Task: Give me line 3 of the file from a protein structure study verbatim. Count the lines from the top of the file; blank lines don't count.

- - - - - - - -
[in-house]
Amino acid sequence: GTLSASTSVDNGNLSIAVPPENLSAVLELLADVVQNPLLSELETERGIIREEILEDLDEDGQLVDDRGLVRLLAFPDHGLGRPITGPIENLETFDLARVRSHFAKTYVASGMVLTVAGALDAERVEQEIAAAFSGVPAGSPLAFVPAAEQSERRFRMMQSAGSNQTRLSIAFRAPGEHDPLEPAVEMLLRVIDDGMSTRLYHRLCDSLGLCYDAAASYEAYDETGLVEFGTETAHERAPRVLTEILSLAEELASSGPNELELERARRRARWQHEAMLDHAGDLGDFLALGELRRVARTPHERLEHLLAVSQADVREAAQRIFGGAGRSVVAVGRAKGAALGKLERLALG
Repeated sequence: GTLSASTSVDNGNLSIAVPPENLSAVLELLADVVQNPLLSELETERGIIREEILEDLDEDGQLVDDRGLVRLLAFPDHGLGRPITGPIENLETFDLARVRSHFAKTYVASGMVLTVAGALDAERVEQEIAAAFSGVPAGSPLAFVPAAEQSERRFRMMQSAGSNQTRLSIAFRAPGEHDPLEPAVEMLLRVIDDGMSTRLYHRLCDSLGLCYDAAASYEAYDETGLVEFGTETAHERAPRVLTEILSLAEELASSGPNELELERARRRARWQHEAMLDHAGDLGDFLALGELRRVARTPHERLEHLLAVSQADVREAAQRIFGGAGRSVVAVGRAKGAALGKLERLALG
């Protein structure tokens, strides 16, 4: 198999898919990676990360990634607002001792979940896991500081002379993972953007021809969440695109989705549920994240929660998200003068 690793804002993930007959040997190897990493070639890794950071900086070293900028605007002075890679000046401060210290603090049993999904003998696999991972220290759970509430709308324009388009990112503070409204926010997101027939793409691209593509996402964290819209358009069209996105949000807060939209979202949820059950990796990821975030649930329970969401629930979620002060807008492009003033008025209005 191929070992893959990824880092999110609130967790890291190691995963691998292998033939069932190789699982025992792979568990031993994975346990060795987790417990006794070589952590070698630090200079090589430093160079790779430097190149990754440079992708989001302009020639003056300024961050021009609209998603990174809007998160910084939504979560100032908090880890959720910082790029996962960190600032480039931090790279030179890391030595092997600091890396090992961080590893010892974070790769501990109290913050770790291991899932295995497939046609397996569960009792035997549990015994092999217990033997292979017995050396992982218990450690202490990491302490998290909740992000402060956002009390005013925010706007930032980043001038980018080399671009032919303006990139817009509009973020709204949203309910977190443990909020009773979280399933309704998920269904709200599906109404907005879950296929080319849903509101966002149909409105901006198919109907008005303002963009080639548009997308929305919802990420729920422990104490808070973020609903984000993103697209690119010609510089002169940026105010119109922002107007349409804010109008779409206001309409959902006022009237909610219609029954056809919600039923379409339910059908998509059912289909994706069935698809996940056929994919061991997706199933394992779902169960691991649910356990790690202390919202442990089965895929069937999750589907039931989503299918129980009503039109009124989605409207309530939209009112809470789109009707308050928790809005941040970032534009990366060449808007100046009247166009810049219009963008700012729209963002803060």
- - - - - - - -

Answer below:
Repeated sequence: GTLSASTSVDNGNLSIAVPPENLSAVLELLADVVQNPLLSELETERGIIREEILEDLDEDGQLVDDRGLVRLLAFPDHGLGRPITGPIENLETFDLARVRSHFAKTYVASGMVLTVAGALDAERVEQEIAAAFSGVPAGSPLAFVPAAEQSERRFRMMQSAGSNQTRLSIAFRAPGEHDPLEPAVEMLLRVIDDGMSTRLYHRLCDSLGLCYDAAASYEAYDETGLVEFGTETAHERAPRVLTEILSLAEELASSGPNELELERARRRARWQHEAMLDHAGDLGDFLALGELRRVARTPHERLEHLLAVSQADVREAAQRIFGGAGRSVVAVGRAKGAALGKLERLALG